Will they make the grade? The class of '05 waits to find out on A-level judgement day

Half a million students will get the most important results of their young lives on Thursday. Here are some of their hopes and fears
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"My entire family has done really well and I don't want to be seen as the lazy one," she says. "I feel that I'll flourish at Southampton and that I deserve to do well after all the work I put in. The prospect of not getting into university coaxed me into working really hard."

Southampton has a good nightlife, which is one reason that Hilary, a regular clubber, is particularly keen to go. If it does not work out this time round, she is tempted to take time out and try again. She says that the worst part of the experience will be the tense trip to nearby Woldingham School to hear the news. "Although I know I can't do anything about the results now, I keep drifting back to the exams and thinking 'what if I completely misunderstood the questions?'. But I guess you're always unsure whether you've done enough."

Medical work runs in the family - her father is a dentist and her sister is training to be a dentist, too.

"Exams have always been a real problem for me, and I spent a lot of my GCSE and AS years unwell. My careers adviser at school suggested midwifery as an alternative. It sounded as though it had everything I wanted from a degree in medicine, but with slightly less pressure."

Tessa Veevers, 18, is worried about getting the three C grades she needs for a place at Sheffield Hallam University. Tessa, who lives in Disley, Cheshire, describes herself as sick with nerves as she waits for Thursday.

"If I don't get the grades, then I'm not sure what I'll do. My second-choice university is asking for the same grades as Sheffield. Maybe I'll have a year out and go travelling."

At the moment, Tessa works in a hairdresser's on Saturdays to pay for her social life. But she is aiming for a career in management, which is why she chose Sheffield's business course.

"I worked so hard. I just hope my results reflect that."

Tessa studied at Poynton High School, a mixed comprehensive in nearby Stockport, where her subjects included two of the so-called "hard" A-levels, chemistry and maths, along with drama. "The exams were all tough; some went better than others," she says. "The bad probably outweighed the good."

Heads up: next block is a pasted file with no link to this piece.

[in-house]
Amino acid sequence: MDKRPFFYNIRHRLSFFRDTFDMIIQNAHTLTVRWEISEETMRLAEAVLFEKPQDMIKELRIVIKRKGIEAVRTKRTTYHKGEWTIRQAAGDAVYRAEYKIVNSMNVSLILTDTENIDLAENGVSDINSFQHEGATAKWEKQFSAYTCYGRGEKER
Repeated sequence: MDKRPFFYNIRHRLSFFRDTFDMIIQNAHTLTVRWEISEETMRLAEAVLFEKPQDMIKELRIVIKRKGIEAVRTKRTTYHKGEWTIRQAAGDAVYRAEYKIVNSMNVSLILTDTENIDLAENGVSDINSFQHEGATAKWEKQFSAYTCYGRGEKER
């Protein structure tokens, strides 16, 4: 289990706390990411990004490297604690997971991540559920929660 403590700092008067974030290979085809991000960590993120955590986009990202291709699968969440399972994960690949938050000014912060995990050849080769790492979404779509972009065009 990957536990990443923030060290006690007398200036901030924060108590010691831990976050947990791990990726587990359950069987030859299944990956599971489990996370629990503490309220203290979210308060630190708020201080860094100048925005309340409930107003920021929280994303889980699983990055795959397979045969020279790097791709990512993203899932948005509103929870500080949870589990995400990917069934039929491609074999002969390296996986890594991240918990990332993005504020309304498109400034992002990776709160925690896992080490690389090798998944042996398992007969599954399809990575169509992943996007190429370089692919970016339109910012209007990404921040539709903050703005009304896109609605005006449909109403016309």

Her parents are both teachers and Tessa's two older sisters have been to university. But she doesn't feel pressurised by her family. "My parents have never compared me to my older sisters, so I don't feel I have to compete.

"Some of my friends have higher standards to reach, so maybe they are feeling the pressure slightly more than me, but we all get that feeling of dread when we think about the day. We're just trying to do things to take our minds off it."

Jack Wellby will know his fate by the time he turns 18 on Friday. He hopes to follow in his father's footsteps and win a place at Oxford University. But for that he needs straight A grades in religious studies, maths and geography - his preferred degree subject.

"I don't like to make predictions, and I always find it difficult to judge how well I've done in exams, but I'm feeling reasonably confident about getting the grades," says Jack, who lives with his parents in Fulham, west London.

He does not share his dad's taste in career, however, and, rather than "boring" accountancy, is aiming for teaching or another profession working with people.

He attended the fee-paying St Paul's School for boys in west London, and feels he was well taught. "I worked fairly hard during the year and through my study leave, trying to pre-empt the questions, using the materials that my school gave me and looking at the specifications issued by the exam board."

He has a back-up offer from Nottingham University, but admits he would be disappointed if he missed out on the chance to go to Oxford. A solid performance in his AS-levels meant that he was in a strong position before this year's exams.

With his older brother at Durham University, Jack says: "I don't want to be the one who mucked it all up and didn't get into university. I get quite nervous at the prospect that there's nothing you can do but wait for the results - there's a lot riding on this Thursday."

Interviews by Andrew Dagnell